Very moving.

Everywhere we went, everyone spoke English - or at least could understand us! Luckily, beer is the same in both languages. And I had some awesome beer. I love a wheat beer, not hoppy - and that seems to be a Berlin speciality. We also sampled the famous "currywurst" - which is basically chopped up wieners doused in a ketchup and curry sauce. Not as spicy as I would have guessed. There was a curry stand close to our hotel - they were at least 10 deep from the time it opened at 11ish until late into the night.

We loved out hotel, the Hotel Transit. Okay, I admit, I was a little scared when we arrived. It's in a dingy neighborhood in Kreuzberg (we later discovered that pretty much ALL of the neighborhoods are dingy in Berlin!) - and on the top two floors of a former factory. The rooms were tiny - picture a very small college dorm room - with no tv and no telephone. But the staff was incredible! So nice, helpful, fun. We ended most nights sitting in the lobby and enjoying a beer or tea, and chatting with them while we checked email. I celebrated my birthday while we were there - on my birthday, we returned to the room to find a bottle of champagne and a card wishing me a happy birthday from the hotel staff! Nice! And a terrific breakfast every morning. It was perfect for the traveler who isn't interested in spending much time in their hotel!

The only negative: I hate the Charles de Gaulle airport!! We had to change planes there on both legs of our trip. On the return, the wheels of our flight from Berlin touched down on the tarmac at 8:45am. We had a 10:40 flight to Atlanta. By the time we taxied in the plane, took a bus to the terminal, took another bus to the other terminal, went thru passport control 3 times as well as a full security check - we got to the gate area at 10:30! Then we had to stand in a chaotic mess (I can't call it a line) to have our boarding passes checked and to be given our immigration forms (which they could easily distribute on the plane)....We weren't on the plane until 10:45! (Luckily, they didn't dare close the door early or I would have hurt somebody). Needless to say, I took advantage of that drink cart when it passed by. I will make every effort to NOT fly thru de Gaulle again!

Two things I purchased for the trip more than paid for themselves. This Travel Rest pillow is fantastic - it was really comfortable to sleep on. And the Sennheiser Noise Canceling Headphones are AWESOME! I will never travel on an airplane without them. The emit a white noise that totally erases any sound - including the engine. When I took them off to hit the loo, I was assaulted by the noise. I slept so soundly on the trip over!! (And I did NOT pay this much for them - surf around the net for a better price)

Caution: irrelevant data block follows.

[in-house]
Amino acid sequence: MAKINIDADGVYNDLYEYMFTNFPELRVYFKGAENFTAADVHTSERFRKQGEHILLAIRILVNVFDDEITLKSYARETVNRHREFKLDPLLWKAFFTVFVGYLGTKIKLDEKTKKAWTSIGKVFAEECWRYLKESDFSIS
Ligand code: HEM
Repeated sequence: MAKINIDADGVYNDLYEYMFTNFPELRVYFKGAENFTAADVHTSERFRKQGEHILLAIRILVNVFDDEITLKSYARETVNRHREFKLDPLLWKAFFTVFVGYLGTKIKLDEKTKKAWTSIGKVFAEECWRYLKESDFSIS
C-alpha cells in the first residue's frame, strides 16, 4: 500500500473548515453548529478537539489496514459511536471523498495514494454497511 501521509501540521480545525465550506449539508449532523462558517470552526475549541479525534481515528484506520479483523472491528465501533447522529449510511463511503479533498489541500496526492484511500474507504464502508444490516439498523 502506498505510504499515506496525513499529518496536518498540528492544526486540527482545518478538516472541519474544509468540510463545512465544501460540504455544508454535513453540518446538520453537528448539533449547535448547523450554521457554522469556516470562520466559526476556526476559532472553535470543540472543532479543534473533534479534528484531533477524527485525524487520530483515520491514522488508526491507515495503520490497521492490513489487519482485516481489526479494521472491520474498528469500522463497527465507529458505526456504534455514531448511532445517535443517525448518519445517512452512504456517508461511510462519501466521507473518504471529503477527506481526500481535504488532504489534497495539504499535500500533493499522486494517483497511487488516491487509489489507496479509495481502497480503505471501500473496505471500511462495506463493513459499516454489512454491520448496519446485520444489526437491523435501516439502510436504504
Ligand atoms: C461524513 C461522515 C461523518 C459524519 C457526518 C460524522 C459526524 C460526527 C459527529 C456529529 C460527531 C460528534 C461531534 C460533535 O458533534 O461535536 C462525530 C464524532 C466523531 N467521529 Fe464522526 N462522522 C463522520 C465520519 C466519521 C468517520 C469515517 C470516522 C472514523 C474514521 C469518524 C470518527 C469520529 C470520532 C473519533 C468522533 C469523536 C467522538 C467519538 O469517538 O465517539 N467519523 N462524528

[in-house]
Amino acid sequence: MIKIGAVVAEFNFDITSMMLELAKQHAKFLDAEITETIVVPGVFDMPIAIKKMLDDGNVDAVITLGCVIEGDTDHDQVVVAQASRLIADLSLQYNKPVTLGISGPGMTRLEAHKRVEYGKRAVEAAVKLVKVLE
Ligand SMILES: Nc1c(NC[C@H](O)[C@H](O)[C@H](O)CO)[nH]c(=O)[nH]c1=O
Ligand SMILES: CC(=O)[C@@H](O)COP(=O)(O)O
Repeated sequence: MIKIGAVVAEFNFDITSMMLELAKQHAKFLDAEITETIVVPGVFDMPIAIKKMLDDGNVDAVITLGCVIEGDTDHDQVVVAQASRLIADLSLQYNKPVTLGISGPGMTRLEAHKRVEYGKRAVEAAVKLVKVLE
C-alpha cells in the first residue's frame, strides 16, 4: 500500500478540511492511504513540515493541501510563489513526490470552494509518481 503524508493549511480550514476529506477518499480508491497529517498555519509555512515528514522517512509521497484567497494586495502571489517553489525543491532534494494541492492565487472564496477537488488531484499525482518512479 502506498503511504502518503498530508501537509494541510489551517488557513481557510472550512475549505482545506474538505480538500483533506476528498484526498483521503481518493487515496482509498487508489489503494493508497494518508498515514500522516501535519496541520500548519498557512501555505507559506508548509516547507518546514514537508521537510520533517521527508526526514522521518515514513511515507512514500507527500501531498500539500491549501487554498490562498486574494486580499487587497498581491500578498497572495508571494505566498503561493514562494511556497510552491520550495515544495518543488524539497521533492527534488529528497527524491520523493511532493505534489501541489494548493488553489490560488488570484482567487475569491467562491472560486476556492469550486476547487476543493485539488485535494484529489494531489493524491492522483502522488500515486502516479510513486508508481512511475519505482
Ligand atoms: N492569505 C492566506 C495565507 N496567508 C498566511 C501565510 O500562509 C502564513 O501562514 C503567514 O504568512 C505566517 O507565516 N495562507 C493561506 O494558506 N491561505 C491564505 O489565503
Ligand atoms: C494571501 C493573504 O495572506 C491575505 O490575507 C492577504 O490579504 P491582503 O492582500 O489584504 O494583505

So, loved Berlin! Where to next??

And here's an album of photos:

If you click on the logo in the lower right, it'll lead you to the full-sized album

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Loss of a tradition

Although I'm pretty fanatical about the Red Sox these days, there was a time when my sports obsession focused on golf. During the 80s, I was a total golf geek. Every weekend, I'd spend my afternoon plunked in front of the television, enjoying the ups and downs of all the players.. My favorites were Greg Norman, Seve Ballesteros, Fred Couples, and, of course, my hometown "buddy" Brad Faxon. But I knew most of the Tour members by name, and most by sight.

Over time,I remained a casual fan, until the coming of Tiger. Although I thought he was a good player, I hated the way the golf press fawned over him. They took all the fun out of the game for me - you rarely saw those other favorites and the other competitors on the course faded from the public eye. I found no joy in watching Tiger, and slowly, I stopped watching.

Still, I was looking forward to catching some of the Masters Tournament this weekend. It's a much-loved rite of spring - seeing the azaleas blooming in Amen Corner, enjoying the pageantry, admiring the golfing prowess of the players. But, but, but. This is the time that Tiger has decided to return, hoping to overcome his problems of the past six months and triumph in Augusta.


I really can't muster any enthusiasm for the Tournament. Barely a glance at the leaderboard this morning, only to note that Fred Couples is in the lead. But you wouldn't know who was leading unless you looked at the scores. All of the news articles are focused on Tiger. Tiger humbled, Tiger excited about the response of the fans (who he has ignored his entire career), no one booing Tiger, blah blah blah.

So, PGA Tour and CBS, you've lost this once faithful viewer. I'll be watching baseball this weekend, or a movie, or enjoying the beautiful spring. Anything except watching you fawn over Mr. Woods.